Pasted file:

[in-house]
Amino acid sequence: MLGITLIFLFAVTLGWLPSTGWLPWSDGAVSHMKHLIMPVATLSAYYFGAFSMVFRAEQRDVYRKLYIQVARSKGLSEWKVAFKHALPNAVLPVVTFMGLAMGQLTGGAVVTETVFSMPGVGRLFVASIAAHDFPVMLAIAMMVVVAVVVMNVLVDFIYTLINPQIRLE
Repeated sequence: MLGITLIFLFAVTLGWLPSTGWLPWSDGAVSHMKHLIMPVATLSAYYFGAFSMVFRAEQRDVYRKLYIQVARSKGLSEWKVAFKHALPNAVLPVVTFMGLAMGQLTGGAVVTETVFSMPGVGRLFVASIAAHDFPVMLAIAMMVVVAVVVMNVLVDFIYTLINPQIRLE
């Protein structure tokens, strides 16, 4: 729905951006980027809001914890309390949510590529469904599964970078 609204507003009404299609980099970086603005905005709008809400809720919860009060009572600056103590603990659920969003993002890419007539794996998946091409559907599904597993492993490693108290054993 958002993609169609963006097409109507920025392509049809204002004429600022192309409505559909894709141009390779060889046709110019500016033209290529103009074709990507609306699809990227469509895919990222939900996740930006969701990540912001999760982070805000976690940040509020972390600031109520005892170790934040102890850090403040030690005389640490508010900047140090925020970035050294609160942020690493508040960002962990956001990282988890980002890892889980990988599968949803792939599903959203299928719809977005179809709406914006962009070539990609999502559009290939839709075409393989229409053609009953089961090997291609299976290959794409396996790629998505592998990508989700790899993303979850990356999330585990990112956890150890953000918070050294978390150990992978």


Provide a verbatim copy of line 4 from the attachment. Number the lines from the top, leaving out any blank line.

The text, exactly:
């Protein structure tokens, strides 16, 4: 729905951006980027809001914890309390949510590529469904599964970078 609204507003009404299609980099970086603005905005709008809400809720919860009060009572600056103590603990659920969003993002890419007539794996998946091409559907599904597993492993490693108290054993 958002993609169609963006097409109507920025392509049809204002004429600022192309409505559909894709141009390779060889046709110019500016033209290529103009074709990507609306699809990227469509895919990222939900996740930006969701990540912001999760982070805000976690940040509020972390600031109520005892170790934040102890850090403040030690005389640490508010900047140090925020970035050294609160942020690493508040960002962990956001990282988890980002890892889980990988599968949803792939599903959203299928719809977005179809709406914006962009070539990609999502559009290939839709075409393989229409053609009953089961090997291609299976290959794409396996790629998505592998990508989700790899993303979850990356999330585990990112956890150890953000918070050294978390150990992978």